All of the people who voluntarily participated in the program use well water for their household needs. Many of the private wells, plus rainwater, lakes, soil, groundwater and even honey have tested positive for fluorinated compounds.

All study participants had some level of PFHxS in their blood. It is often found in carpet and firefighting foam.  

Also detected in all blood samples, the compounds n-PFOA, n-PFOS, and Sm-PFOS are variations of C8. It is used to make non-stick coatings, including Teflon, and can be found in fast food wrappers, pizza boxes, and microwave popcorn bags.

Although manufacturers like DuPont have phased out their use of C8 — replacing it with GenX — the compound persists for years in the human body and the environment. C8 is classified as “likely carcinogenic,” which means they can cause cancer. However, not everyone who is exposed to these compounds develops cancer. The compounds can also cause low birth weight, high cholesterol, a depressed immune system, reproductive and developmental problems, and thyroid and hormonal disorders.

C8 is the compound that triggered the class-action lawsuit by residents who drank well water contaminated by discharge from the DuPont plant in Parkersburg, WV. DuPont paid $670 million to settle the litigation.

The median detection levels of PFHxS and n-PFOS in the 30 North Carolina residents were higher than that of the US population. Median is the midpoint between the lowest and highest readings.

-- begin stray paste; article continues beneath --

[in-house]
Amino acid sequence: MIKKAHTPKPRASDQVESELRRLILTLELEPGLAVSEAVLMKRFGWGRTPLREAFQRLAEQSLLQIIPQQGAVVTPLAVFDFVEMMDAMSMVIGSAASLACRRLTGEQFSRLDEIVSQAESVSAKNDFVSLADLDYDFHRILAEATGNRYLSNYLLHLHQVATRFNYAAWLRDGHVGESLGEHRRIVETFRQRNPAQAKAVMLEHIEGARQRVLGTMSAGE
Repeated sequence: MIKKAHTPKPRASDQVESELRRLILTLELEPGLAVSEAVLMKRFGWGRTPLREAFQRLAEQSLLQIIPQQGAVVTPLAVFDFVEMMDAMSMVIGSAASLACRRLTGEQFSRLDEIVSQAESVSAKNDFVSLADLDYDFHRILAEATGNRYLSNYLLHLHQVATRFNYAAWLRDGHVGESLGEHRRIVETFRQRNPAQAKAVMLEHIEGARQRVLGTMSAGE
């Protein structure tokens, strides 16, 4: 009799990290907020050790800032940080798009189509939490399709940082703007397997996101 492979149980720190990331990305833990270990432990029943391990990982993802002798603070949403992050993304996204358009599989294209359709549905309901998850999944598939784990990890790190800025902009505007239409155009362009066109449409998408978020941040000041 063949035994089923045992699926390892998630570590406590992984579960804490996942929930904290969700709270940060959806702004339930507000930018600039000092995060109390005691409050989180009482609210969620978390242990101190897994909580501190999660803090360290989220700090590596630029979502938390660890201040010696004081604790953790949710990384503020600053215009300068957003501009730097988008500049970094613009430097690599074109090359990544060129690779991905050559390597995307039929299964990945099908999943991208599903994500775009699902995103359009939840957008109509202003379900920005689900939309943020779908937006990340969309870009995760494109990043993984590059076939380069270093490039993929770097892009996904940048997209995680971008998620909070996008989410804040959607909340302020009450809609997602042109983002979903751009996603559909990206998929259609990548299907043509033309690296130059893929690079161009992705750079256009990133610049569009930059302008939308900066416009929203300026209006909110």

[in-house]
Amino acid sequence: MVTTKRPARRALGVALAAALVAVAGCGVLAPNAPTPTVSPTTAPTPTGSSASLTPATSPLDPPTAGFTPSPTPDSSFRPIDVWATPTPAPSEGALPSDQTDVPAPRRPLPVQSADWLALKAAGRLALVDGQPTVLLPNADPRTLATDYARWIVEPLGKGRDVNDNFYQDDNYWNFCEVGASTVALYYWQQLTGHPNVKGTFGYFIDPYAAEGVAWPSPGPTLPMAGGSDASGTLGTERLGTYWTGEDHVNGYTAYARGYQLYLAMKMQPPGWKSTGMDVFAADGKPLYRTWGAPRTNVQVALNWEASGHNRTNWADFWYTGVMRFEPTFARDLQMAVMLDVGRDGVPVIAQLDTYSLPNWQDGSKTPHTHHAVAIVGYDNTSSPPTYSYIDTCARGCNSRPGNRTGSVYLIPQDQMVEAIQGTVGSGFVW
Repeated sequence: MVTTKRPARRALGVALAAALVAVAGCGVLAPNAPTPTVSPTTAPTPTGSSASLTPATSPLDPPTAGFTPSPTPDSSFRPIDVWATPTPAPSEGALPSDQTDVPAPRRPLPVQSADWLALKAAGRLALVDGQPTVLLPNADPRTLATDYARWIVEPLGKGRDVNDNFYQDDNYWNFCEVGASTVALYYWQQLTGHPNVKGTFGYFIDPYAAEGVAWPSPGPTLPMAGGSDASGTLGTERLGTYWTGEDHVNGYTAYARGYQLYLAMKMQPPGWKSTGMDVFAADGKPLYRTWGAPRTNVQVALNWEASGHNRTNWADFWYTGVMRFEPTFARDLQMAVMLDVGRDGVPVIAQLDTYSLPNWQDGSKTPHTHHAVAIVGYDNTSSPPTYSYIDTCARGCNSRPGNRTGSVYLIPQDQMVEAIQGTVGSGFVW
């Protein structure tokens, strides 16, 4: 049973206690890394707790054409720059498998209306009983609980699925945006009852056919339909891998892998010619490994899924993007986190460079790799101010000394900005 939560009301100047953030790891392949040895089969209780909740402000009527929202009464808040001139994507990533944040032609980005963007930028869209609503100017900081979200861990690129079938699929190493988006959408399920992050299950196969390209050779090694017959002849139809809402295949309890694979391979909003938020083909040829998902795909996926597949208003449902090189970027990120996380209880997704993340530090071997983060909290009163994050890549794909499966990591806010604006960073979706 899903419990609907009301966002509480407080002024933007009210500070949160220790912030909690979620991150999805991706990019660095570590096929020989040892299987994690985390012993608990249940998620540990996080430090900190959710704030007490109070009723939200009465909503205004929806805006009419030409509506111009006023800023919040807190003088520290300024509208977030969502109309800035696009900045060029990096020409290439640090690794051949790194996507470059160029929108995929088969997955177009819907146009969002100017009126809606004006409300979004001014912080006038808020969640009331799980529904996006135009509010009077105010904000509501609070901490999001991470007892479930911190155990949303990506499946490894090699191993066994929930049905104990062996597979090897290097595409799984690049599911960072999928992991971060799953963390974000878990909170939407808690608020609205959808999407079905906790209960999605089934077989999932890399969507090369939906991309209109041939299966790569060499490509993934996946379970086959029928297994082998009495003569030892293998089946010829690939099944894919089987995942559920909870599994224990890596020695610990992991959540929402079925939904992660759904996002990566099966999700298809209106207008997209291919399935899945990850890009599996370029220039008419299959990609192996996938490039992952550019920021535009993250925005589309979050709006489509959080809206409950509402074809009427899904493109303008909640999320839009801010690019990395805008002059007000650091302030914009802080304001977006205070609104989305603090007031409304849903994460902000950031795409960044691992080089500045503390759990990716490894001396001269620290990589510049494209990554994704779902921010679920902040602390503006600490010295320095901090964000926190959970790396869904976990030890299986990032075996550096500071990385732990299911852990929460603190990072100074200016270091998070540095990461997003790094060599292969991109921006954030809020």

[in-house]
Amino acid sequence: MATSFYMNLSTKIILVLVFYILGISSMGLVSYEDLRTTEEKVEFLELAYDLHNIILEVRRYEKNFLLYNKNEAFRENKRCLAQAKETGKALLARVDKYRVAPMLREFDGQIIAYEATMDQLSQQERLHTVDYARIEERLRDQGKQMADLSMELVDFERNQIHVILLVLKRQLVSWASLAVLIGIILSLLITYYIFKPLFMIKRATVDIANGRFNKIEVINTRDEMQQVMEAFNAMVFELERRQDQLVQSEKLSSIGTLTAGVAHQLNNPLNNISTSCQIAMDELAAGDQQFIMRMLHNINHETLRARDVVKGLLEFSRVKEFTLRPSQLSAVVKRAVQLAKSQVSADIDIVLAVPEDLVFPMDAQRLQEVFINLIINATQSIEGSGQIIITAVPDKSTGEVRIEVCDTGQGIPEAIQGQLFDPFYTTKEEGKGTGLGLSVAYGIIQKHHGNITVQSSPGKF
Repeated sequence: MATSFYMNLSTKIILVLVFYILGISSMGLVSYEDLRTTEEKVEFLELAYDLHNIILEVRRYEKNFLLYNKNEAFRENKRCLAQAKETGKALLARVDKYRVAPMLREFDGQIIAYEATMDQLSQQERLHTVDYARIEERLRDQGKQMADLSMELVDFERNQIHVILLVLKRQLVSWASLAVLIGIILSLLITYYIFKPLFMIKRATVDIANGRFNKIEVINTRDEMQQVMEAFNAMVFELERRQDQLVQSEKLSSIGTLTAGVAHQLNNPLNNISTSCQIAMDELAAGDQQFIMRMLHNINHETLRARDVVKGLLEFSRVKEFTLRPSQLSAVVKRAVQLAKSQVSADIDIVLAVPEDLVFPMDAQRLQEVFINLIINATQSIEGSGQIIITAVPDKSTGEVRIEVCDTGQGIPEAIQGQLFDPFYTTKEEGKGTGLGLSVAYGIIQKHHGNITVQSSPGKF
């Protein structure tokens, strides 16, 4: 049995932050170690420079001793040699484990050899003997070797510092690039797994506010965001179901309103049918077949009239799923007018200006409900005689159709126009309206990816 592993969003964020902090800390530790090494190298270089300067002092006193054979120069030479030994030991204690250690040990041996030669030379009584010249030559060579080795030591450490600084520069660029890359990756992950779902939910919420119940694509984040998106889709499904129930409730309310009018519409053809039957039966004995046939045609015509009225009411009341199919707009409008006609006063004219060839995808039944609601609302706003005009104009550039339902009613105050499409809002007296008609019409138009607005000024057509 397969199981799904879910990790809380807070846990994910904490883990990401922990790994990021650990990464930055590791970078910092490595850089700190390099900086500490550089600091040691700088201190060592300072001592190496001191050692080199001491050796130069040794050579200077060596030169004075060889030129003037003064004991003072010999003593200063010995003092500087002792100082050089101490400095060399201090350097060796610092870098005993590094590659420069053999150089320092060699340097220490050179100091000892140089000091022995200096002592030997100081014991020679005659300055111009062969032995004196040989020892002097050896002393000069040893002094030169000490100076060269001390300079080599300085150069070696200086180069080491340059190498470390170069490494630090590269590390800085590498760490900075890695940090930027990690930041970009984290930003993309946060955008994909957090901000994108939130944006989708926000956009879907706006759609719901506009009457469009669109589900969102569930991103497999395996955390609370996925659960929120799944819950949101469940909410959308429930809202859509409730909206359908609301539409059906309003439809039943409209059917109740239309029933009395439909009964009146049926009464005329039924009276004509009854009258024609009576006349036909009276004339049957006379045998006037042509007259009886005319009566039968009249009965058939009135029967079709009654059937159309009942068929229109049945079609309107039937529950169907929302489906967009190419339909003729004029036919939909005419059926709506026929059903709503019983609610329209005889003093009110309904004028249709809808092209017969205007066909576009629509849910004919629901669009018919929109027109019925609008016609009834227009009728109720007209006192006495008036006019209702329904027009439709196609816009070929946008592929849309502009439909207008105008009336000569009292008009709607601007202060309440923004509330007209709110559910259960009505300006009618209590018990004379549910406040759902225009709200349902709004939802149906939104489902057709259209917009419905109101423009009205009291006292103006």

The highest level of PFHxS in blood among study participants was 6.7 parts per billion. By comparison, 95 percent the US population tested has levels of 5.6 ppb or below, according to 2013-14 data from the CDC.

Similarly, the highest level of n-PFOS among the study participants was 34.6 parts per billion. In the general US population, it was 14 ppb. People who drank from wells near the Parkersburg, WV, plant had median levels of 38 ppb.

Other findings included:

  • Nine of 17 fluorinated compounds were found in the blood of at least one of the participants. The other eight were not detected at all.
  • Only one fluorinated compound was found in urine, and that was at the lowest detectable level.

The sample size was small because the CDC could not test more people. Each household could have a limit of one adult and one child from 12 to 17 years old. No infants, toddlers or young children were tested.

The Environmental Protection Agency was expected to release its guidance on groundwater cleanup of fluorinated compounds, as well as human health toxicity values and a PFAS management plan as soon as last month. An EPA spokesperson told Policy Watch that the agency “continues to work toward releasing the toxicity values in the coming weeks, the groundwater cleanup values and management plan this year.”

 
Education, News

North Carolina officials choose struggling Wayne County elementary for controversial takeover program

Officials in North Carolina’s controversial takeover initiative, the Innovative School District, have selected a struggling Wayne County school — Carver Heights Elementary — to be the second addition to the program in 2019.

A spokesman for the ISD, David Prickett, confirmed the news Tuesday morning, adding that an official announcement was forthcoming. Leaders in the Wayne County school system were notified Monday, Prickett said.

The Goldsboro elementary school earned an “F” grade and did not meet state growth expectations in 2016-2017, according to its N.C. report card.  But the school serves an extraordinarily high level of economically disadvantaged students — about 90 percent — a population that tends to struggle academically.

Carver Heights was one of six schools that made a final list for consideration this fall, chosen because of their academic marks.

The selection will require the approval of the State Board of Education.

Leaders and supporters of the takeover program held a town hall with Wayne County residents last week and received a rocky reception from some vocal opponents.